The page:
Pett’s most recent cartoon to rouse the ire of Herald-Leader readers poked fun at the more shady underside of UK Basketball Coach John Calipari’s NCAA career. In the May 8 comic, a giant NCAA Champs trophy looms between two taped shards of paper (“This space vacated,” “This one, too…”) and a runty, deflating basketball perched atop a trophy base reading, “Lose at IU, Take My Ball And Go home Award (One and Done).” Below the trophies, a plaque reads, “Coach Cal’s Trophy Shelf.” Continue reading »

Apr 092012

Dear Jim,

On February 7, your assistant Susan Straub responded to my email request for the list of financial contributors for the Rupp Arena Arts and Entertainment District Task Force study, along with amounts that each contributor donated. At the time, I was curious—and am still now—about who actually paid for the $350,000 study, and how much each contributor invested, so starting last January I began asking your office for that list of investors.

Mainly, my interest was rooted in good consumerism and rudimentary English 101 skills of authorship and credibility: I wanted to know who is funding the people who say that Rupp and its environs need large amounts of prioritized public capital. But with city and state budgets now in the news, this question has assumed an added journalistic urgency. It has re-entered the news cycle.

At the state level, the Rupp Task Force study was surely used by lawmakers last month in their deliberations over where to direct diminishing public funds. In an austere budget where most state run agencies can expect cuts of 8.4% for the upcoming fiscal calendar—a decision that the Governor himself has cautioned  will likely lead to delays in service, loss of federal funds, facility closures, unfilled positions, and possible layoffsthese leaders no doubt relied upon the Task Force’s privately funded work to determine that the Rupp project should receive $2.5 million in public state funds.

Here at the municipal level, the privately funded Rupp Report promises to play a large role in the city’s budget. The state funds now commit Lexington to $1.5 million in additional public money, which will come from the upcoming Fayette Urban County budget. As you formulate Lexington’s budget priorities and run up against a limited amount of city capital, the Task Force document helps prioritize Rupp’s needs over, for example, local agencies like the Explorium of Lexington, Big Brother Big Sister, Moveable Feast, Salvation Army, Baby Health and the Hope Center—which in your previous budget experienced cuts totaling $125,810 (or about 1/10 of the money destined for Rupp in this budget alone).

In her Feb 7 email to my query about the donor list, Straub responded, “You are correct about the list of people who contributed to the task force costs. It wasn’t quite ready for the final report, but we’re close. As discussed in an earlier e-mail, I will give you a list of the individuals, not of the amounts of their contributions. You will have it as soon as it’s complete and it should be soon.”

My apologies for the public format. I hate doing things this way. But after the third or fourth email, one gets tired of all the delays and begins to suspect that you really aren’t interested in circulating this information. When I received no response to my February 17 email follow-up, I resolved that the public might could compel a quicker response from you than Straub. After all, you do claim the mantel of progressive, constituent-friendly, mayor, right?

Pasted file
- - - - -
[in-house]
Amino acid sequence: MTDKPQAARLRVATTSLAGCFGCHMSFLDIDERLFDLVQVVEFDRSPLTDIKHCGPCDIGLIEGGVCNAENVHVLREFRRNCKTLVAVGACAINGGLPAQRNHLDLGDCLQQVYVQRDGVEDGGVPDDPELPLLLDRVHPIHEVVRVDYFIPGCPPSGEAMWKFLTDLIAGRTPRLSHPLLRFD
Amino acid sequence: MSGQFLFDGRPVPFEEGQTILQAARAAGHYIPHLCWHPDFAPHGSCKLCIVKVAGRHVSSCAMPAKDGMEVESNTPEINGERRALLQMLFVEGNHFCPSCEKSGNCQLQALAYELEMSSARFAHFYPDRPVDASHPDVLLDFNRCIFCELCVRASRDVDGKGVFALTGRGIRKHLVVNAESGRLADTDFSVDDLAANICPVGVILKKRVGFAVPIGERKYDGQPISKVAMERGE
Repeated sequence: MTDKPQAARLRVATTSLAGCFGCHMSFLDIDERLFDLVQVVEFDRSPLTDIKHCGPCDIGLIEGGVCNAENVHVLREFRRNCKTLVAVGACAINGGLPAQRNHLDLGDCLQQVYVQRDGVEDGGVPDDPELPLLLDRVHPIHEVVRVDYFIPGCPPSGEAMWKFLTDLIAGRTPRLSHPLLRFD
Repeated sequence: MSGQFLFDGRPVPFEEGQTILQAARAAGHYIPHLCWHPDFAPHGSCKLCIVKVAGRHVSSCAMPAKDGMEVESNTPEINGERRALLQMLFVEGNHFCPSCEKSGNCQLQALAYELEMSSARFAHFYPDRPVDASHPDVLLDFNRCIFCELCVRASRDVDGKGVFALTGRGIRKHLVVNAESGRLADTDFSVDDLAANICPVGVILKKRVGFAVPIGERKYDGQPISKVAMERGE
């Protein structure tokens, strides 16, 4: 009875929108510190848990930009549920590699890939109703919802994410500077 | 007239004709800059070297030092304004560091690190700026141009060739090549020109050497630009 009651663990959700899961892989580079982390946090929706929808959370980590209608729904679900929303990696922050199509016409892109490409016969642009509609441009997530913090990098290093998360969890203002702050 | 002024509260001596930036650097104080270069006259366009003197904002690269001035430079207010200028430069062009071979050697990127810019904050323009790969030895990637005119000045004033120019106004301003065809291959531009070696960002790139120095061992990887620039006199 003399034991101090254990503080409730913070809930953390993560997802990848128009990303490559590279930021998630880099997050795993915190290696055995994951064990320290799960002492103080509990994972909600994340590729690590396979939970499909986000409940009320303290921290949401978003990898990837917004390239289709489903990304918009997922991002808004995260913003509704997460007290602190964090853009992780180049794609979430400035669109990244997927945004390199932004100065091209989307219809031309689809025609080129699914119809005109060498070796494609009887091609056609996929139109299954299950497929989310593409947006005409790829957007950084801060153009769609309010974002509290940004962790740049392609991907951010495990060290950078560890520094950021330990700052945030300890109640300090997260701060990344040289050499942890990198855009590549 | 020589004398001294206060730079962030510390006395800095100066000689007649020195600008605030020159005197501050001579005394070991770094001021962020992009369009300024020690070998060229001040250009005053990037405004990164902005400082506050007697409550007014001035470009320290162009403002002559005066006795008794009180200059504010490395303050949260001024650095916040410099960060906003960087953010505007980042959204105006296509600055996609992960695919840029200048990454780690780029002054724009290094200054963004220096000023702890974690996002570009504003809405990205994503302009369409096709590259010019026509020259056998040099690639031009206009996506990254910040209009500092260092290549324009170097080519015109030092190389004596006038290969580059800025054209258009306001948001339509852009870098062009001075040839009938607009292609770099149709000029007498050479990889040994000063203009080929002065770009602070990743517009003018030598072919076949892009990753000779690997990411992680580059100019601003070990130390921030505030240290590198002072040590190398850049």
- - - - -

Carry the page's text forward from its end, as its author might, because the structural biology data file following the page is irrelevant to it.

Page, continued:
So I’ll ask again: can you send me the list of Rupp contributors and their specific monetary investments in the Rupp report? I—and who knows, maybe others, too—would like to know who paid for the study that, in this year’s budget cycle alone, has reaped $4 million of public monies–over a 10-1 return on private investment thus far for the under-writers of the Task Force report.

With March Madness over, it is time now to commence with the real world of budgets, and with the spring reality of what happens when some things get overwatered and others wither from want.  In this season of rebirth, it is high time to reveal the Rupp rain-makers.

Thanks for your prompt response to something promised over two two months ago,

Danny Mayer

Fayette Urban County citizen

Apr 042012

Elkhorn to Lockport, part 2

By Danny Mayer

“Thank you for showing me Gest today, the two lock houses facing Cedar Creek those bureaucrats will soon raze.”

My breath flashes vapor at each line. Nearing late-afternoon on the Kentucky River, the sun has only recently asserted itself in the sky, somewhere near Stevens Branch on pool 3, four river miles past. This would have been before the portage at Gest, Lock 3 across from Monterey, and before the exploratory amble up the hill to see the two Gest lock houses in decay, the result of a strategic decision by the state and its people to abandon upkeep of grounds and water. Before the ham and cheese on bread, before the piss breaks, before reloading and shoving off, one-by-one from the remnant pad below the lower lock gates, to ferry back into the main-stream (eddying overnight at Severn Creek) on our way to Lockport.

Say, three hours ago. Continue reading »

Feb 082012

By Danny Mayer

The central question surrounding the Rupp Opportunity Zone concerns its value. Will the capital outlays—human, monetary, carbon—necessary to redevelop the 50 acres surrounding Rupp Arena match the value projected to spring from the end-product? Will Rupp investment provide good value to the city? That is the question, and as usual, the answer depends on where you stand and how you define value.

The 47 appointed members of the Rupp Task Force have answered that question positively. This unelected body, with not a single publicly elected representative serving on it, spent $350,000 to issue a report calling for a $300 million renovation of Rupp Arena and construction of a new city convention center. To this body of vested UK boosters, downtown developers, bankers and other city business leaders, any capital servicing the Rupp environs is certain to provide a good return-on-investment (ROI). If designed well, they argue, any money shoveled into the small urban sliver of expensive Fayette County land will unlock private investment and provide enough economic returns to benefit the entire city.